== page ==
Enhancing a product based on its surrounding offers the possibility to provide upscale goods. Looking at the automotive industry for example, an ‘extra’ can be the installation of electric windows, or air condition. A manager must ask him-/herself how to filter out which components of the product surrounding are the most relevant to the consumer (Kotler et al, 2007). The importance here is that a product has to function, i.e. its core feature has to be sound, even without product enrichment (Homburg et al., 2009). The authors illustrate this with an example: considering a car, the installation of a sport type steering wheel would be regarded as product enhancement because one can still drive the car without it, since it has a usual steering wheel. Also, too many add-ons can be problematic, as they can arouse stress and insecurity in the consumer’s mind (Mick and Fournier (1998), as cited in Homburg et al., 2009). Some companies try to differentiate their products through the use of features that do not create much relevance. An example is shown in the article ‘The Effects of Irrelevant Attributes on Brand Communication’ by Bauer, Albrecht, Haber, and Neumann (2007): The product ‘Gliss Kur Liquid Silk Shampoo’ offered by Henkel, is being differentiated through the add-on ‘Silk’, where the wording apparently leads to a significant lift against the competition, but where the attribute itself does not make any difference to the product (Carpenter, Glazer, and Nakamoto (1994) & Broniarczyk and Gershoff (2003), as cited in Bauer et al., 2007). Nonetheless, brand preference can be evoked though the use of irrelevant attributes and it is even prevalent when consumers get to know the facts (Carpenter et al., (1994), as cited in Bauer et al., 2007).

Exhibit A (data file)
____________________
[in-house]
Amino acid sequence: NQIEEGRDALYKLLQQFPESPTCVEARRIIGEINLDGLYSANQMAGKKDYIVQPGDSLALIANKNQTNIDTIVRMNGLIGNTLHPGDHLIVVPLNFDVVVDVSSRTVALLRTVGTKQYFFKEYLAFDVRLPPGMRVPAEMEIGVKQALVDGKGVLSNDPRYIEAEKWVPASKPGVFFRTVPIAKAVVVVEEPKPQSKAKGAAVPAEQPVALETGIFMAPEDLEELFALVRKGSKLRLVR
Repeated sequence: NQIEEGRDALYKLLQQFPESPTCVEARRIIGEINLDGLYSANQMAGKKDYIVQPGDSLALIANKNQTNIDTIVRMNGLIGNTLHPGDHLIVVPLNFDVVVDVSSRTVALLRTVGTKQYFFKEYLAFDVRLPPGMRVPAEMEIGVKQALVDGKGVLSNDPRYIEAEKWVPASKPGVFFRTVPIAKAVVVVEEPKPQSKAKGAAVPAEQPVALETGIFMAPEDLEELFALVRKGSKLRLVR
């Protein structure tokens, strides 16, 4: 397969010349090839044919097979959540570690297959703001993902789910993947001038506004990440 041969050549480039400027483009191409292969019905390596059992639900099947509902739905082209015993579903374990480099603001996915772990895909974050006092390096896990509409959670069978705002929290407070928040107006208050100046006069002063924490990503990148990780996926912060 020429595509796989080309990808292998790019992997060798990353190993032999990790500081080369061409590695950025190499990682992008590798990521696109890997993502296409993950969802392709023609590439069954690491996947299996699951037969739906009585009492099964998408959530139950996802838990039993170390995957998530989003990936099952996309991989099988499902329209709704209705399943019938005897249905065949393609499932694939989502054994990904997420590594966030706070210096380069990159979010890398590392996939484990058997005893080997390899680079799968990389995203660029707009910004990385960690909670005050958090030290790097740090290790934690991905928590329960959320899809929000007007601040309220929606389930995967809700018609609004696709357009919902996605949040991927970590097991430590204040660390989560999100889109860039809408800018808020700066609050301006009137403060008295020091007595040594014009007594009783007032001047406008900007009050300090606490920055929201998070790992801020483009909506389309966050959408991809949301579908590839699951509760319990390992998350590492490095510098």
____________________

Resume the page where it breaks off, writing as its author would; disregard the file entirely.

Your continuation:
According to Kotler et al., 2007, it is important to periodically interview customers, asking questions such as ‘What is it that you like about the product?’ or ‘What are some extra features that you would like to see, and how much would you pay for this particular added value?’. However, before considering any changes, it is important to investigate the exact customer value that an ‘extra’ will constitute, as well as the resources needed for its installation. An ultimate decision requires further deliberations, such as ‘how many customers are willing to buy the ‘extra’’, ‘the amount of time needed for the production and launch’, and ‘how long it would take competitors to imitate the feature’. The main idea is illustrated in Table 1, which shows the cost-benefit-ratios of different car amenities (Kotler et al., 2007):